The origin of the acronym ‘ANZAC’


Australian war historian C.E.W. Bean attributes the acronym ANZAC to a Lieutenant A.T. White, one of General Birdwood’s ‘English clerks’. The first official sanction for its use was at Birdwood’s request to denote where the Corps had established a bridgehead on the Gallipoli Peninsula. However, there is little argument that ANZAC was first used as a simple code in Egypt. A later historical work, Gallipoli, by the English historian Robert Rhodes James states:

Two Australian Sergeants, Little and Millington had cut a rubber stamp with the initials ‘A & NZAC’ for the purpose of registering papers at the Corps headquarters, situated in Shepheard’s Hotel, Cairo. When a code name was requested for the Corps, a British officer, a Lt. White, suggested ANZAC. Little later claimed that he made the original suggestion to White. It was in general use by January 1915.

Whatever its origin, the acronym ANZAC became famous with the landing of the Corps on the Gallipoli Peninsula at the Dardanelles, on 25 April 1915. It has since become synonymous with the determination and spirit of our armed forces. The significance of the day, and the acronym, in Australia’s heritage is probably best stated by Dr. Bean in the following excerpt from his official war history:

It was not merely that 7600 Australians and nearly 2500 New Zealanders had been killed or mortally wounded there, and 24,000 more (19,000 Australians and 5,000 New Zealanders) had been wounded, while fewer than 100 were prisoners. But the standards set by the first companies at the first call - by the stretcher-bearers, the medical officers, the staff, the company leaders, the privates, the defaulters on the water barges, the Light Horse at The Nek - this was already part of the tradition not only of ANZAC but of the Australian and New Zealand peoples. By dawn on 20 December, ANZAC had faded into a dim blue line lost amid other hills on the horizon as the ships took their human freight to Imbros, Lemnos and Egypt. But ANZAC stood, and still stands, for reckless valour in a good cause, for enterprise, resourcefulness, fidelity, comradeship and endurance that will never own defeat.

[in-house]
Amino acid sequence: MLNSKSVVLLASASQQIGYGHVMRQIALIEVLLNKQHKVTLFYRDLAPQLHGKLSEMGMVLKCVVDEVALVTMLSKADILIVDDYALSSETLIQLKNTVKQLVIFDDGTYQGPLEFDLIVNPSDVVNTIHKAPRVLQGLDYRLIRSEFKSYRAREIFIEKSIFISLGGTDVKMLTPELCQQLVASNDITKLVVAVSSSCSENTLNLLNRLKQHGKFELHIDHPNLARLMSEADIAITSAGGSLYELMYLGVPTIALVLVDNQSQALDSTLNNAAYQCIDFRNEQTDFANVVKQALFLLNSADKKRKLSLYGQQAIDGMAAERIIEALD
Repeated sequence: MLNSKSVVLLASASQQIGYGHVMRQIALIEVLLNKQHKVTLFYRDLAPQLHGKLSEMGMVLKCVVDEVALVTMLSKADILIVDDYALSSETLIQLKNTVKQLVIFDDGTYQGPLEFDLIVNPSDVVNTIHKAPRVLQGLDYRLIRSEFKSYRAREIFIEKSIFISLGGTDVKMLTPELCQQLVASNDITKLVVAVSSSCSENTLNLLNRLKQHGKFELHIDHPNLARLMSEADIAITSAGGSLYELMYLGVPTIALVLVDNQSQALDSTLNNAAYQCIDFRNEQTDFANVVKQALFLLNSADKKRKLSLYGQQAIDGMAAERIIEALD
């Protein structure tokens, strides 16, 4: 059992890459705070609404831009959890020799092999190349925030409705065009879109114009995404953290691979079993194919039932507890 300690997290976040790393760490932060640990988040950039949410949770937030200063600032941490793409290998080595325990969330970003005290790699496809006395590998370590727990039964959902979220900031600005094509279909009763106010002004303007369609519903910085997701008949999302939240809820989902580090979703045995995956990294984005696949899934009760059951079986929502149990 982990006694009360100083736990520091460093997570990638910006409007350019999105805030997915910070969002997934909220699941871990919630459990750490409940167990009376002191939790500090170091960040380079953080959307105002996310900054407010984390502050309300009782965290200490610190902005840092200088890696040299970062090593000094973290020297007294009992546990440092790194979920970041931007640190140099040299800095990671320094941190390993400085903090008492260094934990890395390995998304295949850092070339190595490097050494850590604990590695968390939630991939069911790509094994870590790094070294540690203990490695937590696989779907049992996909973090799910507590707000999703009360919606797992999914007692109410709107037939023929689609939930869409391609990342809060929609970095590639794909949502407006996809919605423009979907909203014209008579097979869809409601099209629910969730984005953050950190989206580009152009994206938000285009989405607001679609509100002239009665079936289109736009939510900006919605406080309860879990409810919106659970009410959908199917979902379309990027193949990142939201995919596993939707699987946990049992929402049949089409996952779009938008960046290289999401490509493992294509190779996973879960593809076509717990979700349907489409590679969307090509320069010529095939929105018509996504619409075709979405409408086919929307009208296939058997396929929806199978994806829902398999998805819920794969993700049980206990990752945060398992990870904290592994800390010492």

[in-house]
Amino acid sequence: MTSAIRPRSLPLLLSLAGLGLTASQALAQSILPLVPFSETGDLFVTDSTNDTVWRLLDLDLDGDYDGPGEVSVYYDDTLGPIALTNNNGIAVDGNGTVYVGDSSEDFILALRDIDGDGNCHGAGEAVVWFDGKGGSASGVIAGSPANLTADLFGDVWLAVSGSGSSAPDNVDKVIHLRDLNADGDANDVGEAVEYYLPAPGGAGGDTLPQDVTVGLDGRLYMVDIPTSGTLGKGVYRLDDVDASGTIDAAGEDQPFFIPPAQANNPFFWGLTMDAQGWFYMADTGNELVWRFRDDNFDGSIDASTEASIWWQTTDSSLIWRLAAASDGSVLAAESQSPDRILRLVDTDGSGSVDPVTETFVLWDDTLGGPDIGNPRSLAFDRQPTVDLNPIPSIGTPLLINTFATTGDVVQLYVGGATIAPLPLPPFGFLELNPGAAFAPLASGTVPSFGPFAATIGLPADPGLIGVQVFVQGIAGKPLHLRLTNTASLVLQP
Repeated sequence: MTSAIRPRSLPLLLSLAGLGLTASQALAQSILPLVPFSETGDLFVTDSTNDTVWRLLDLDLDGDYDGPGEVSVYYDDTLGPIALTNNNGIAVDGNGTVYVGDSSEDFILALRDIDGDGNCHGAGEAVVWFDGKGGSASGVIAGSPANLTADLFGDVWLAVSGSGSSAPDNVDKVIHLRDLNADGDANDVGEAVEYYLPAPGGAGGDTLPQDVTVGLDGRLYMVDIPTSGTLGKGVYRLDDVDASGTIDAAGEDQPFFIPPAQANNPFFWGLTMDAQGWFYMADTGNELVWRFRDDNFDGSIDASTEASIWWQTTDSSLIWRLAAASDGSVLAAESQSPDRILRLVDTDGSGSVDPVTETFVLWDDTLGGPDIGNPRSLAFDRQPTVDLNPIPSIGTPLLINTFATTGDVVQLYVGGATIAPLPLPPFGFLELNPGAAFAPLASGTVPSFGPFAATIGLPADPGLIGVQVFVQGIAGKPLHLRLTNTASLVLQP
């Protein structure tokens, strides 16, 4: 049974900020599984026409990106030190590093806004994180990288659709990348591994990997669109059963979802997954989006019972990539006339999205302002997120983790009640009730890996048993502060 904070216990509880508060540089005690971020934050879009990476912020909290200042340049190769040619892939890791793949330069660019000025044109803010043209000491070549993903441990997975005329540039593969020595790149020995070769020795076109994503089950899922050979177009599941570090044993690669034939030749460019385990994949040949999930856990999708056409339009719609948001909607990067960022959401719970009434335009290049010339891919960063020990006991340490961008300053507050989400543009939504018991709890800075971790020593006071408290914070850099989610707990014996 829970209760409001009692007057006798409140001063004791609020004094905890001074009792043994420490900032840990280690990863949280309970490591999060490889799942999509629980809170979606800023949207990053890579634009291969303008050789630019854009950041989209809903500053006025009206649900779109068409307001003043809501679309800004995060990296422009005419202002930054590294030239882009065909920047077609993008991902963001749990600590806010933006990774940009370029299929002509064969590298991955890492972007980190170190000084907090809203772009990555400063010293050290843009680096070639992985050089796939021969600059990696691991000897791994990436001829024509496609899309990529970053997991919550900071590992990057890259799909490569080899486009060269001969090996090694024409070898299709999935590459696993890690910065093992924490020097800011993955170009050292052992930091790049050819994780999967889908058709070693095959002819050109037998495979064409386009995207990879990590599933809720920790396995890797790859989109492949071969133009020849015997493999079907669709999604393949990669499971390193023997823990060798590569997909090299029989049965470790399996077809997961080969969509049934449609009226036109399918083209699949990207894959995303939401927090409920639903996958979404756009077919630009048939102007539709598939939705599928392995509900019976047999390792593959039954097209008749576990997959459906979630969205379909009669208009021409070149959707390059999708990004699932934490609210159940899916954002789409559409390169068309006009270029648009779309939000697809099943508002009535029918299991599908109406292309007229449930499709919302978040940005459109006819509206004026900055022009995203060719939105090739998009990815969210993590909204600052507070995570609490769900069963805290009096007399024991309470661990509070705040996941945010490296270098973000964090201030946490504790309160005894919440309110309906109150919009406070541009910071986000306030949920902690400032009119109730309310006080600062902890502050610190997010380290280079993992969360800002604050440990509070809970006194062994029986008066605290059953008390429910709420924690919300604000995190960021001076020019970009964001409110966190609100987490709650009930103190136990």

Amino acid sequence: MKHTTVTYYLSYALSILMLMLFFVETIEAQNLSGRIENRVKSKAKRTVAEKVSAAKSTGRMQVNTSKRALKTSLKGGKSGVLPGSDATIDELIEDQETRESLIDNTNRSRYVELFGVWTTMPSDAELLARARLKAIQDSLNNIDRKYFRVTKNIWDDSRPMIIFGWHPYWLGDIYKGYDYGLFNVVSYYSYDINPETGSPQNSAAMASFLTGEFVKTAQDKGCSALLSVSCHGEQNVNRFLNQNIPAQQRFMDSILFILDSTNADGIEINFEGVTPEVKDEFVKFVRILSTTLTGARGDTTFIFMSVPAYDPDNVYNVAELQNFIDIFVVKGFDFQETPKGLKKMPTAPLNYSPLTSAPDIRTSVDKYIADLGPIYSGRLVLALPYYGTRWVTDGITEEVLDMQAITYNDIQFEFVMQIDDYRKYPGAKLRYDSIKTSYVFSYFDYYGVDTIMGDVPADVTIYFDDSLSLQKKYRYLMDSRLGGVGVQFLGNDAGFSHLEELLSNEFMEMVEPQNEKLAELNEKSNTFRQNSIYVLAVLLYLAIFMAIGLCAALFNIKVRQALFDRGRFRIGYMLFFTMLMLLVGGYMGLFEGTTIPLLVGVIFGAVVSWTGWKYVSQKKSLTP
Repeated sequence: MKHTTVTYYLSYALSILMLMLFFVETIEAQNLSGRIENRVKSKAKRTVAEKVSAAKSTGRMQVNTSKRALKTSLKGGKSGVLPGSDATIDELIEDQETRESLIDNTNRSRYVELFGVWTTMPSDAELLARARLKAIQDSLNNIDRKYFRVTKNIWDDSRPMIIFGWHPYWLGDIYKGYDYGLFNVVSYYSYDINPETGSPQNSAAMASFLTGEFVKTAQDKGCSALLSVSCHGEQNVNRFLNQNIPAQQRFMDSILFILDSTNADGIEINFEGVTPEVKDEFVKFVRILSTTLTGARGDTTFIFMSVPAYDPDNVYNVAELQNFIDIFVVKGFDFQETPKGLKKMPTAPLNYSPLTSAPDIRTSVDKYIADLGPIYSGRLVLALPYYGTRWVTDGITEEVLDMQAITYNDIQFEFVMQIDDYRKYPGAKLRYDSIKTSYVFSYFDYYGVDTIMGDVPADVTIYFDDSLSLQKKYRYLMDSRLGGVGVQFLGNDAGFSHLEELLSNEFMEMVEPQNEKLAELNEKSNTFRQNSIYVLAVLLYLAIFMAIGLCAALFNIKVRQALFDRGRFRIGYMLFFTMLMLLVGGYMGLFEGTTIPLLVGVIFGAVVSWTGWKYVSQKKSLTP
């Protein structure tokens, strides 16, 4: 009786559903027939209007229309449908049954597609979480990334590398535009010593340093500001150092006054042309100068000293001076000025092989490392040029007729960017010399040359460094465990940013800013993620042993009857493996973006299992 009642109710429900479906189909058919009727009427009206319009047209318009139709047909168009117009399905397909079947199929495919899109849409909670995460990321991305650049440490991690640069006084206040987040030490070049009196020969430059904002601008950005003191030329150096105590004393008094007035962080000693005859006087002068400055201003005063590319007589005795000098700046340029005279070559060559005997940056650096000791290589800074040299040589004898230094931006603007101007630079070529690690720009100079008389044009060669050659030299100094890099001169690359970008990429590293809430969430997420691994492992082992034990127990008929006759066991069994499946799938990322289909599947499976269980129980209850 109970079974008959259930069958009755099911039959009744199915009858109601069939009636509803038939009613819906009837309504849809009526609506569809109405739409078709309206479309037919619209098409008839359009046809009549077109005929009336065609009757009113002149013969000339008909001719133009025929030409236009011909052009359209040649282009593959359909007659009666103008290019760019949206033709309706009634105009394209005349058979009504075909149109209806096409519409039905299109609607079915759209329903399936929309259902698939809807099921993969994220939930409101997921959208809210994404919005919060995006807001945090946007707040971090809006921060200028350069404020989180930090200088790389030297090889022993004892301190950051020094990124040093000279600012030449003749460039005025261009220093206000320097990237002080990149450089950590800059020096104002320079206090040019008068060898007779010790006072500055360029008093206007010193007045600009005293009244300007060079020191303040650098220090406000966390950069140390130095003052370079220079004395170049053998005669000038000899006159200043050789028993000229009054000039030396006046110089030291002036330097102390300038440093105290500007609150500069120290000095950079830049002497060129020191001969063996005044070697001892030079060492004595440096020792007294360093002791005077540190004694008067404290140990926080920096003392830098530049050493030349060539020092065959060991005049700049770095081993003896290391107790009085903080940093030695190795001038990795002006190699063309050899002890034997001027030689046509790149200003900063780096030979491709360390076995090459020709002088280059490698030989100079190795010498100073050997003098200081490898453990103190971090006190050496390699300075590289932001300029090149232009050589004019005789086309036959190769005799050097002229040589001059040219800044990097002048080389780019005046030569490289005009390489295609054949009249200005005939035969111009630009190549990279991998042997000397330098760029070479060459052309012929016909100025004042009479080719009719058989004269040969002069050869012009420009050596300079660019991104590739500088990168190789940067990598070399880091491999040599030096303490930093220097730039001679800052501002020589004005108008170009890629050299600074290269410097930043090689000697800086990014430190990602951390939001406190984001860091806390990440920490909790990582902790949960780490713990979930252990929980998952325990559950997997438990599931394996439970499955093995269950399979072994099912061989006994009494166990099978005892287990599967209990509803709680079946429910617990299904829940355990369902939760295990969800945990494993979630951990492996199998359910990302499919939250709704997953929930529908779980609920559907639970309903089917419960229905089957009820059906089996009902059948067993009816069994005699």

The acronym survived Gallipoli. I and II ANZAC Corps fought in France and the ANZAC Mounted Division fought in Palestine. The decision to separate the Australian and New Zealand components of the ANZAC Corps was taken on 14 November 1917 when it was announced that the Corps would cease to exist from January 1918. An Australian Corps was then created to absorb the Australian divisions.

There was a brief period during World War 2 when ANZAC was resurrected. On 12 April 1941 in Greece, General Blamey declared I Australian Corps to be the ANZAC Corps, much to the delight of its Australian and New Zealand formations.

ANZAC was again a reality during the Vietnam conflict where, in the late 1960s and early 1970s, an ANZAC battalion served in Phuoc Tuy Province. These battalions were created by absorbing two companies and supporting elements from The Royal New Zealand Infantry Regiment into a battalion of the Royal Australian Regiment (RAR). Our 2nd, 4th and 6th Battalions held the distinction of being titled, for example, 2RAR/NZ (ANZAC) Battalion.

The Importance to Queensland

Queensland has a vested interest in ANZAC. It is generally conceded that the first man ashore on 25 April was Lieutenant D. Chapman, 9th Battalion AIF, from Maryborough, Queensland. Sadly he was killed at Pozieres in 1916.

ANZAC (Protected by Law)

Permission to use this name for official or commercial purposes is vested in the Minister for Veterans’ Affairs.

'ANZAC' should always be written in upper case.

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